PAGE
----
How to Identify Poplar Tree Bark

Updated July 20, 2017

Poplar trees are tall, straight and deciduous.They live for about sixty years before becoming rotten. Most are well-known for their massive invasive root systems and vigorous ability to sucker or clone. Extremely hardy, the genus Populus contains species that grow from U.S. Department of Agriculture hardiness zones 1 to 10. All poplar trees start out life with thin, smooth, greenish white or greenish yellow bark; as they mature, the bark of some species becomes thicker, dark grey in colour and deeply furrowed. Poplar trees tolerate a range of conditions but grow best in moist, well-drained sites all over the United States.

Look for a group of trees with the same height, leaf shape, bark and tree trunk diameter.

Pick leaves from several trees, comparing them for similarity.

Look at the colour of the bark on several trees for similarity. Younger trees are smaller and are greenish white or greenish yellow in colour. Mature balsam poplars have grey-brown bark, while mature aspen and white poplar have greenish white or silvery bark.

Feel the bark on more than one tree with your hands for degree of smoothness. Younger trees have smooth bark.

Mature balsam poplars, black cottonwood and yellow poplar have rough, deeply furrowed bark, while the bark of mature aspens and white poplars is smooth and does not peel.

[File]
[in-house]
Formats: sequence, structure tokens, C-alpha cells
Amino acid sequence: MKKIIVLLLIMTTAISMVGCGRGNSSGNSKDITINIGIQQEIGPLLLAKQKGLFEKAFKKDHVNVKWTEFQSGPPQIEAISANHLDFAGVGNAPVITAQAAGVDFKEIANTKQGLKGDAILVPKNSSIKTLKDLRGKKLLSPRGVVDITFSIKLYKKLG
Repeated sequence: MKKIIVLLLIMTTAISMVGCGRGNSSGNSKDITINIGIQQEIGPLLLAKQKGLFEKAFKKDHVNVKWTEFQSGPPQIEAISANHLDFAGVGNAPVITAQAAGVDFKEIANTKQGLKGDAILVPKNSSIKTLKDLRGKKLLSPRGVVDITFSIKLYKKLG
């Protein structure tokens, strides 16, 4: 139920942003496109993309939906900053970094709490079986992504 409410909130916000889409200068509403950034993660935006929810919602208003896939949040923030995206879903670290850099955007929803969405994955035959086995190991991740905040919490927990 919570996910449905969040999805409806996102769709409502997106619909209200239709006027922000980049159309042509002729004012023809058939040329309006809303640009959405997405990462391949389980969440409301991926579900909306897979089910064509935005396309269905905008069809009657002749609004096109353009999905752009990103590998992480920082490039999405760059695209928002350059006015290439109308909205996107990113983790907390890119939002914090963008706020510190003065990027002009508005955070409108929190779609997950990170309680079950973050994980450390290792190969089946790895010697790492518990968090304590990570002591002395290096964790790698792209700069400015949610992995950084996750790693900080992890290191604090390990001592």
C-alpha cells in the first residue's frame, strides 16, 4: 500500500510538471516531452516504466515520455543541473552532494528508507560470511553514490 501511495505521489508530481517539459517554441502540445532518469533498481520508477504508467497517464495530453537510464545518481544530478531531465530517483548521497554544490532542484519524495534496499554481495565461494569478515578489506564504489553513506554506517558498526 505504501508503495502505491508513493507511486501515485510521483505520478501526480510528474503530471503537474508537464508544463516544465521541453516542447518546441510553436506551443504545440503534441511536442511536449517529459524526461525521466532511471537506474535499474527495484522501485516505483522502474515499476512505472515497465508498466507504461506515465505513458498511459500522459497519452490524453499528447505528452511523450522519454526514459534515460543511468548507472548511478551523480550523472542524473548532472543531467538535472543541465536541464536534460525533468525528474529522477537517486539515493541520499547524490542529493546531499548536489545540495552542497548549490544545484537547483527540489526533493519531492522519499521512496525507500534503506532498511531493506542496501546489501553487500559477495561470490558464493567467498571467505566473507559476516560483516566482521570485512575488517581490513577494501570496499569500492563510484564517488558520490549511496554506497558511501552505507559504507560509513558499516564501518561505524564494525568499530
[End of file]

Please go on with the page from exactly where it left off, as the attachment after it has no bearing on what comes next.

Poplar trees sucker, so they grow in large groves. In the spring, before the trees leaf out, they produce catkins. Male catkins and female catkins are borne on separate trees. Male catkins are 1 inch to 2 inches long while female catkins are longer, 2 to 5 inches long


Some catkins are filled with a cotton-like down that blows around, covering the ground, and causes allergic reactions in some people.

Things You'll Need

  • Good eyesight
  • Bare hands
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About the Author

Melanie Watts has been freelance writing since 1995. Her writing credits include work for garden magazines such as "Gardens West," "Canadian Gardening" and "British Columbia Gardening." She holds a Master Gardener certificate from the University of Northern British Columbia.